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Texas law is basically the same. Any vehicle 26,001 and higher requires a non commercial class B license. I took my test while my new DP still had the temporary buyer's tag on it. I didn't want to take any chances with not being licensed.
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Old 04-17-2016, 08:32 AM   #8
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I think most of these states indicate GVWR (gross weight) - not actual weight. So even if you're under the limits, if you can carry more, you need the license.

We hear the same thing down here:
1) Yea, 3/4 ton towable.
2) Don't need a license.
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Old 04-17-2016, 09:42 AM   #9
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Maryland is another state where a "higher level" of license is required. We lived there for a long time and the RV dealers (at least through the '90's) blatantly disregarded the law and the police seemed to do little to enforce it. Now that we don't live there any longer, I don't know if this has changed,
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Old 04-18-2016, 02:03 AM   #10
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Ooooh Are you picking scabs with this one! In 2003 when we bought our Motor Home, I went to the local DMV license and discussed it with them (In Texas)

They said, "No problem. You regular license will work fine." Then I began to hear rumbles on the internet. We Finally went back to them and they said well, yes we need a license, but they don't have any books from which to study. We finally got the books and them they figured out there was a SNAFU and because I use a CPAP machine, I needed to go to my sleep doctor. Then of course, my Sleep Doctor had retired so I had to take another sleep test which is Soooo much fun.

I finally got my license (and Thank GOD I beat my wife's score) and after only six months hassle!
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Old 04-18-2016, 02:31 AM   #11
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Funny thing to is, we have lots of law enforcement friends here in NC that don't know there is such a change in the law requiring the special license.

Although DW and I both have a class (A) CDL, we don't discuss that licensing issue with those LEO friends that don't know about the changes in the requirements, or the length laws for RV's. Some things are best kept secret, LOL..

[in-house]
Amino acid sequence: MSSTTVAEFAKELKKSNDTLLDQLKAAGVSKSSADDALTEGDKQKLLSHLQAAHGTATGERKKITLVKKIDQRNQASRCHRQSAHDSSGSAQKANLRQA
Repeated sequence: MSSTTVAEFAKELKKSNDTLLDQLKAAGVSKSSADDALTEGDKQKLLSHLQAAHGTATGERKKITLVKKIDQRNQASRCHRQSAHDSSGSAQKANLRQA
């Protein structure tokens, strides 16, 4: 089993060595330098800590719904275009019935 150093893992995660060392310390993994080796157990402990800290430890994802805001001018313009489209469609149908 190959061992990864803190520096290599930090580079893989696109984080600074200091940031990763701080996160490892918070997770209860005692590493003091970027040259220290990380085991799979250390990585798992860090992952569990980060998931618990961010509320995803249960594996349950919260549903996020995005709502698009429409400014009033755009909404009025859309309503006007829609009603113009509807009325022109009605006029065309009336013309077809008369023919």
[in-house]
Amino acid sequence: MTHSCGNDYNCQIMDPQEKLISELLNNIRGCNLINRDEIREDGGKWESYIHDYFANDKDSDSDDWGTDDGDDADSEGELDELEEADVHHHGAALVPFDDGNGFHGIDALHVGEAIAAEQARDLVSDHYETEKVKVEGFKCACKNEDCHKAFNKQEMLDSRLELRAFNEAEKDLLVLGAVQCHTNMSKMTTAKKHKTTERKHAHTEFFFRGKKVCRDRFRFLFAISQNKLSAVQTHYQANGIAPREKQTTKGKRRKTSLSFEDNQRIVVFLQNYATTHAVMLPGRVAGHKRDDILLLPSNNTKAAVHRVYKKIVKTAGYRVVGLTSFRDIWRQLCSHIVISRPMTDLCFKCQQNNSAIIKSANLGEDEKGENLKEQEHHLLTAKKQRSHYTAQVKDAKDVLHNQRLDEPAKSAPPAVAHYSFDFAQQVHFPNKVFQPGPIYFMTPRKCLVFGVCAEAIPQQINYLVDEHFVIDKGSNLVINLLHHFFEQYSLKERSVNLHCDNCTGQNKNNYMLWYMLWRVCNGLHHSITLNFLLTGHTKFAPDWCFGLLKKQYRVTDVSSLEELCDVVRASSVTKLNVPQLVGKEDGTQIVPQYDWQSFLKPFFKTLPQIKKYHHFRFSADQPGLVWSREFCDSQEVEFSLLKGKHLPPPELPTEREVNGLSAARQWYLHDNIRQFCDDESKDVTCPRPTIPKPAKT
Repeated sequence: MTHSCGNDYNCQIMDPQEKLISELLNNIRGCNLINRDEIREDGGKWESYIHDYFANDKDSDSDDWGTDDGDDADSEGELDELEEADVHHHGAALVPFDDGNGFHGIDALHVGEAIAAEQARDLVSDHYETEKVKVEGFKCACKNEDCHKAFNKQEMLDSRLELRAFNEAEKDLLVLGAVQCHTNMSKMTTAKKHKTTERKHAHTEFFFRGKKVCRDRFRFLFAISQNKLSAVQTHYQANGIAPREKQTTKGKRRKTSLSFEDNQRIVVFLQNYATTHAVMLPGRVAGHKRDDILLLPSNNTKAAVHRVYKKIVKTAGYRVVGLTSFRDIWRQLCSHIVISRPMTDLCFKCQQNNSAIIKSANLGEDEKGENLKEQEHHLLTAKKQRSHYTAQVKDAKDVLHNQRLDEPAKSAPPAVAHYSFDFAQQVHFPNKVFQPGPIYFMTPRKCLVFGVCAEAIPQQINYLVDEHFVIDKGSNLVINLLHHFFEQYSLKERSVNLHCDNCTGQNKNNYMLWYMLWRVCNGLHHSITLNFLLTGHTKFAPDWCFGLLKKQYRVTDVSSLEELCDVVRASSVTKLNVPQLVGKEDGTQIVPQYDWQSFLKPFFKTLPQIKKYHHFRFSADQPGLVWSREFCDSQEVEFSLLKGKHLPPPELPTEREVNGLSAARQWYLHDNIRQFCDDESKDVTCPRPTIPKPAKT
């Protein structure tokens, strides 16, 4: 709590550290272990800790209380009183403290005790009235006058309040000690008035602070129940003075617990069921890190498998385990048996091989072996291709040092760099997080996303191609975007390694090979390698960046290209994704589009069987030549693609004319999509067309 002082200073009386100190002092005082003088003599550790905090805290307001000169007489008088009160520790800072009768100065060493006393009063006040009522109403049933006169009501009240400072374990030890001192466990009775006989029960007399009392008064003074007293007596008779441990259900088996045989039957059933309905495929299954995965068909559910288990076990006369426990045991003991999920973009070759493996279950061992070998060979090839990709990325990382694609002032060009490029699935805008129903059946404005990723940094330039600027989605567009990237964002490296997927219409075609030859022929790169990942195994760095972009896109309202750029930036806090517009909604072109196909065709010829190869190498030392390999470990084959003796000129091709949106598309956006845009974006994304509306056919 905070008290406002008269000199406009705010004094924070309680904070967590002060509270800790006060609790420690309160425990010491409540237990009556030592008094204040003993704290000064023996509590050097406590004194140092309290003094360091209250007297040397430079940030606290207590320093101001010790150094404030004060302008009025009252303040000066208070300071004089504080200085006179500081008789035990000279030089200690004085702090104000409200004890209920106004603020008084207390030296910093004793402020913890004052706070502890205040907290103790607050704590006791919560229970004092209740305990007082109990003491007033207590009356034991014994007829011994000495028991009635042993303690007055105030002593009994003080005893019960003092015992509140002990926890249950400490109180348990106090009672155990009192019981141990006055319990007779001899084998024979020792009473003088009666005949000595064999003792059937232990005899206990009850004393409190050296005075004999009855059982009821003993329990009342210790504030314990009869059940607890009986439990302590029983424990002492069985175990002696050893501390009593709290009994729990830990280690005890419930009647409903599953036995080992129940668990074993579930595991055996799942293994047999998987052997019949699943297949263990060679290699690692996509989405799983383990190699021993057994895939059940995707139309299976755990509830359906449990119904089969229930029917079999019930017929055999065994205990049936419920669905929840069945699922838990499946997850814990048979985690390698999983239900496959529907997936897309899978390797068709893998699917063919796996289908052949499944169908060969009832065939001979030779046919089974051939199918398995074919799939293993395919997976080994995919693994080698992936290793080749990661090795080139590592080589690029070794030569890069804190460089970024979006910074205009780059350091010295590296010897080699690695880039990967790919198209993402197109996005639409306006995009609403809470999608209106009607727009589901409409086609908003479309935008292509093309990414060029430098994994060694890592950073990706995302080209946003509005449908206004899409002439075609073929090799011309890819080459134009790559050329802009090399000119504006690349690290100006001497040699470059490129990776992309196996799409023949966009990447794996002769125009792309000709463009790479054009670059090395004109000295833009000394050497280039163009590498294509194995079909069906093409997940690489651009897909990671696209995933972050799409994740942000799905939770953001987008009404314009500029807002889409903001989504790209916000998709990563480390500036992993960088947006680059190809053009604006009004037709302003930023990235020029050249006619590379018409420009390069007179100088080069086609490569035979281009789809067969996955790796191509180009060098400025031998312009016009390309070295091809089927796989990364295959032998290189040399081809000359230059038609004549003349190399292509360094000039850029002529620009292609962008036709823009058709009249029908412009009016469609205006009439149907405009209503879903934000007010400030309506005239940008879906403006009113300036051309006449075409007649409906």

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Old 04-18-2016, 05:05 AM   #12
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That's too funny.. I agree... Boy lots of response on this one wow
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Old 04-18-2016, 05:51 AM   #13
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Dtwallace, I'm with you. I called 4 DMV offices here in NC and got 4 different answers regarding whether I needed an upgraded license. No one knew what a class B non-commercial license was. Couldn't get Raleigh, naturally.

I too know several LEO's and some of them knew, so I went back to DMV and told them what I wanted. After giving me the wrong written test the first time, they finally got it together and gave me the correct test. They first said that a skills test was not required (wrong), but later said it was required. Took it, air brake test and simple driving test. No pre-inspection test?????

Got my Class B, but a bureaucratic nightmare.

My LEO friends said in the event of an accident, they would check the GVWR placard in the coach and then check to see if I was licensed for the weight (coach GVWR is 54,000lbs). If not, they would cite me as "unlicensed" on the accident report, leading to a fine and probably non-coverage from my insurance company.
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Old 04-18-2016, 09:47 AM   #14
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Actually there are only 14 states that require any type of special license to drive a motorhome depending on the vehicle weight rating.